One of the reasons I started this blog in English is to make my writing in English an easy job and to make it flow more naturally. Many writing gurus, including Ernest Hemingway, recommend writers-to-be or novelist-wannabe to write 500 to 1,000 words a day -- every day. One of the earth scientists I know made it a rule to write more than 1,000 words a day for his research articles for peer-reviewed academic journals. I thought this must be a daunting job to write that many words for his peer-reviewed articles, though he is a native English speaker and a well known professor at a university in the UK.
I lived in Austin, Texas as a postdoc at the UT Austin from 2002 to 2005. Austin has the second largest populations of writers in the US (after the New York City), and after work, I joined several evening classes and workshops for writing, ranging from non-fiction writing, via journalism, to creative writing. At these classes I often heard that write freely without any constraints or fear of failure, little by little, and make it an essential part of our daily life. One night, at the end of a class by an invited lecturer (non-fiction writer living in Texas), the participants got so motivated by her speech and Q & A session. For example, a lady next to me was telling people around her, with a loud voice, "let's go home and write!" I was among these people who got so motivated on the night, but I did not start writing -, not on the same night, or next day. The feverish passion created in the classroom diminished so quickly as I left the venue and returned home into my mundane daily life.
I almost forgot about this "writing every day" slogan until about three years ago when I started my blog titled "Communication skills for Scientists and Engineers" in Japanese. At that time, my Japanese was so awful, though it is my mother tongue. Until 2005 I lived overseas (in the UK, Canada, and the US) using English most of the time for a total of 15 years, so my Japanese skill got so degraded over years. So one of the reasons I started the Japanese blog in 2009 was to brush up my mother tongue, in particular, writing skills. It was a bit pain at the beginning, but I kept writing one article a day, and after three years, my blog had a total of more than 1 million visitors, and I end up with writing more than 1,200 articles when I terminated my Sci-Tech communication blog on March 7, 2012. One of the reasons I stopped the Sci-Tech (Japanese) blog was that my writing skills and speed in Japanese got so improved that I needed no further practice. On the other hand, my English skills, notably writing skills started to degrade, as my job at our university involves mostly Japanese.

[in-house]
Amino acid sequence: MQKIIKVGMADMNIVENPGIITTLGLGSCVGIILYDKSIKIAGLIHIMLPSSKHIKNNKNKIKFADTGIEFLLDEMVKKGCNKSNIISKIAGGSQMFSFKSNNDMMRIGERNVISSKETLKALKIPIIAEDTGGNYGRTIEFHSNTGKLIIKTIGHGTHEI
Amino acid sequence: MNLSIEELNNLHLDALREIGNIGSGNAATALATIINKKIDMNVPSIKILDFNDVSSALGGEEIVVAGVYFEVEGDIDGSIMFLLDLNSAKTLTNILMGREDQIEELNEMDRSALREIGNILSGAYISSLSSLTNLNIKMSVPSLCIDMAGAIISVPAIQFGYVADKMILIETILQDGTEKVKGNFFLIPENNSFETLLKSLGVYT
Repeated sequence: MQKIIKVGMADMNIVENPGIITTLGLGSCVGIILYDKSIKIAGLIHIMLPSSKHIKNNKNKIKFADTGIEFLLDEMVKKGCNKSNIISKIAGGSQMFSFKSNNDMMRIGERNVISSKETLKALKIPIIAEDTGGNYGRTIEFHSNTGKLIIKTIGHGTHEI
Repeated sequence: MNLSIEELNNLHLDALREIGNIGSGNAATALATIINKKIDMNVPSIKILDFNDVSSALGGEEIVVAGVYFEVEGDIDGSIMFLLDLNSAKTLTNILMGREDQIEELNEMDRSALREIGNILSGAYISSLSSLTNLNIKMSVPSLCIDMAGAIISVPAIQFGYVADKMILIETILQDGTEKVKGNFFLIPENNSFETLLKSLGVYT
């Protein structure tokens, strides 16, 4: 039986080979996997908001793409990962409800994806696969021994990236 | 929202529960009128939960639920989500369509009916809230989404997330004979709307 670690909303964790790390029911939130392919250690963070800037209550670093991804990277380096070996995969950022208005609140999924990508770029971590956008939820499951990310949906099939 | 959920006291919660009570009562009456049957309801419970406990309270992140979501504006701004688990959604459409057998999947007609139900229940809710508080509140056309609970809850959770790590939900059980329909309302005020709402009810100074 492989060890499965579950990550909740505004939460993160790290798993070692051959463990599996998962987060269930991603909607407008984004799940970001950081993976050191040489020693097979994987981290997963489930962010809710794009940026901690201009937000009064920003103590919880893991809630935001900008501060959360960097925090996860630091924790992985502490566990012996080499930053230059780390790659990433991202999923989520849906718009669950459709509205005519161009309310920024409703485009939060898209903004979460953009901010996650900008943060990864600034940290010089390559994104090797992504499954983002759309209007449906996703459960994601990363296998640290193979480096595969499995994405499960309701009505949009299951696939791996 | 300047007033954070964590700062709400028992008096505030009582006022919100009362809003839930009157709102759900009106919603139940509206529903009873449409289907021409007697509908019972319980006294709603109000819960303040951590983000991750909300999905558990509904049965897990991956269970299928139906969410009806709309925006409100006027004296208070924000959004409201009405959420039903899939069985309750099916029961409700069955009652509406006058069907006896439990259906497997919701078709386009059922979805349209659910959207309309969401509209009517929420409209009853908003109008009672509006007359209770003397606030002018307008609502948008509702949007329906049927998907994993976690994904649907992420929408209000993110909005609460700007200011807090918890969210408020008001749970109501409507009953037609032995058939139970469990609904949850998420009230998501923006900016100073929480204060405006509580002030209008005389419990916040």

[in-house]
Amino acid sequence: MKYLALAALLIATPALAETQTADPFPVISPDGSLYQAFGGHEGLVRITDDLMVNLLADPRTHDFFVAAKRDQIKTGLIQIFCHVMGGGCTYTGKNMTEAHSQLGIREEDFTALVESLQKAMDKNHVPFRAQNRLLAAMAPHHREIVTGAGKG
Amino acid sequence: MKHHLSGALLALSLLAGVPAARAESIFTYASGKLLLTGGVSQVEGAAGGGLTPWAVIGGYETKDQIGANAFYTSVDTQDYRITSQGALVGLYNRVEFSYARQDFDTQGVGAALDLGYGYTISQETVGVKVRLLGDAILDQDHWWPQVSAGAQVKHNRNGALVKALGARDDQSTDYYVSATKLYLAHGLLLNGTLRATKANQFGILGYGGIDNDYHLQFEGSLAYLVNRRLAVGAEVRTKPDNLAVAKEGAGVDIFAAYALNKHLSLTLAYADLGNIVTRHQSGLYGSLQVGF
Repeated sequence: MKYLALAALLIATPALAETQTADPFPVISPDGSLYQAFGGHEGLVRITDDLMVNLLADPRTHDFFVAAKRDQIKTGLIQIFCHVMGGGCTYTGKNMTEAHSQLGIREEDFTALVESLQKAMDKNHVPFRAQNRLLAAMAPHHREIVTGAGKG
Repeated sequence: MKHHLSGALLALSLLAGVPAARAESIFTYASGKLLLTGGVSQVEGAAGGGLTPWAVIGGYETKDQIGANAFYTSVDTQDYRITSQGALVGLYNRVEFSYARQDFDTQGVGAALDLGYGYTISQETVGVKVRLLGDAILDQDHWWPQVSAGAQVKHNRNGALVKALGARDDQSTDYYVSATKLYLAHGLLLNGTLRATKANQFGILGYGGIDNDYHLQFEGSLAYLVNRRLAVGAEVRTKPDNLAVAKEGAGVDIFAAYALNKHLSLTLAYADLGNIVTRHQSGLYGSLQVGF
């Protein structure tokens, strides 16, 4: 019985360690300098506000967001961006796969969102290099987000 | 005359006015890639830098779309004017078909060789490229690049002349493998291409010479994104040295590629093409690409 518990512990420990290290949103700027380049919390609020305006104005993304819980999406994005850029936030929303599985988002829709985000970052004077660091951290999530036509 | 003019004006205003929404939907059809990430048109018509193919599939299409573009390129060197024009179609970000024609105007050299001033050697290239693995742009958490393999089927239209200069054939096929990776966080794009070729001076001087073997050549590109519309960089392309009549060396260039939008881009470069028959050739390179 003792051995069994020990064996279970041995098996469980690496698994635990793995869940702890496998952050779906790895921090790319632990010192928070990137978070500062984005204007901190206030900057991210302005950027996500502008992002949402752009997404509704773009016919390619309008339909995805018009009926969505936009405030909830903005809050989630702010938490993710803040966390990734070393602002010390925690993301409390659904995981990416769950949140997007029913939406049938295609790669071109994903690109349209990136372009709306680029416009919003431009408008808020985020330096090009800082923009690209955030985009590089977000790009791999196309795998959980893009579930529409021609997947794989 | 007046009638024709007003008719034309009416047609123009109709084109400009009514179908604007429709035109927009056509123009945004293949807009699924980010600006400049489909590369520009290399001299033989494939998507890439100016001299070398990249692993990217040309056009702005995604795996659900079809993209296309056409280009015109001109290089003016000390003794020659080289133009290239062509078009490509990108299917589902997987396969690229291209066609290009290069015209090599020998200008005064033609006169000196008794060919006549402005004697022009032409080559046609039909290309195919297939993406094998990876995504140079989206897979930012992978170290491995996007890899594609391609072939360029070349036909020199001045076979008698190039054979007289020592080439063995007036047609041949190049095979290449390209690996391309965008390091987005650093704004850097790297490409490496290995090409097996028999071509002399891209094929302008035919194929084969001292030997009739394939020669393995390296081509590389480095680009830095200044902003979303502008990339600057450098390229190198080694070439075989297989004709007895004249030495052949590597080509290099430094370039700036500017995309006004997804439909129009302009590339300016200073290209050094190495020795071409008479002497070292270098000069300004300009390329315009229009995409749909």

So I felt it was time for me to start "free writing in English" to brush up my writing skills and speed, and I chose this blog as my practice zone. This is how this blog started last Monday (April 9, 2012). Though still awkward, I will keep writing a short article here every day so that my English will regain the flow and power in a few months or even years.
|Accidental Genius: Using Writing to Generate Your Best Ideas, Insight, and Content|
Oh, one final thought. If you would like to start free writing every day, whether you would like to improve your writing skills in English or other languages, I highly recommend reading the book "Accidental Genius" (Second Edition) by Mark Levy.
This is an excellent book and a great motivator to write. The author claims that writing also helps to create new ideas, better work and communication skills, and strong leadership. The audiobook version is also available from audible.com.
Posted on Sunday 15 April, 2012